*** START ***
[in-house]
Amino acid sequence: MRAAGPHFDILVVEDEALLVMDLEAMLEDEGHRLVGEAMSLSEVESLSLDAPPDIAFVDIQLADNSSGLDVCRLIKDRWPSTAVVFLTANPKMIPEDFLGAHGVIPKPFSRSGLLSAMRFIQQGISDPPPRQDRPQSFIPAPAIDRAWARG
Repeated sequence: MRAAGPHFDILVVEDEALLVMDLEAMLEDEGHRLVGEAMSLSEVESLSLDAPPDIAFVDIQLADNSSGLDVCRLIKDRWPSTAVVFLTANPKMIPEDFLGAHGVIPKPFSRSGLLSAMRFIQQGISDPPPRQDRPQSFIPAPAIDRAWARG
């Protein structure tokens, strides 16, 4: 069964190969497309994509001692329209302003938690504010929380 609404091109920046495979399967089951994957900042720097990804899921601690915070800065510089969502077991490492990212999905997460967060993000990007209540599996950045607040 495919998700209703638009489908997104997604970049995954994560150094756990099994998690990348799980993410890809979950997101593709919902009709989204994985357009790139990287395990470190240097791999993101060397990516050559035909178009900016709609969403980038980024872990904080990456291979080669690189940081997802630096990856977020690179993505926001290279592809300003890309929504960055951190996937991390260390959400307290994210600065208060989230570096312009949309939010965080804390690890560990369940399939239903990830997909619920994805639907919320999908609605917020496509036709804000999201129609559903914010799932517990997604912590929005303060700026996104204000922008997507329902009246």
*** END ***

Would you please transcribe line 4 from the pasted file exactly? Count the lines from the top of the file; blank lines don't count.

């Protein structure tokens, strides 16, 4: 069964190969497309994509001692329209302003938690504010929380 609404091109920046495979399967089951994957900042720097990804899921601690915070800065510089969502077991490492990212999905997460967060993000990007209540599996950045607040 495919998700209703638009489908997104997604970049995954994560150094756990099994998690990348799980993410890809979950997101593709919902009709989204994985357009790139990287395990470190240097791999993101060397990516050559035909178009900016709609969403980038980024872990904080990456291979080669690189940081997802630096990856977020690179993505926001290279592809300003890309929504960055951190996937991390260390959400307290994210600065208060989230570096312009949309939010965080804390690890560990369940399939239903990830997909619920994805639907919320999908609605917020496509036709804000999201129609559903914010799932517990997604912590929005303060700026996104204000922008997507329902009246």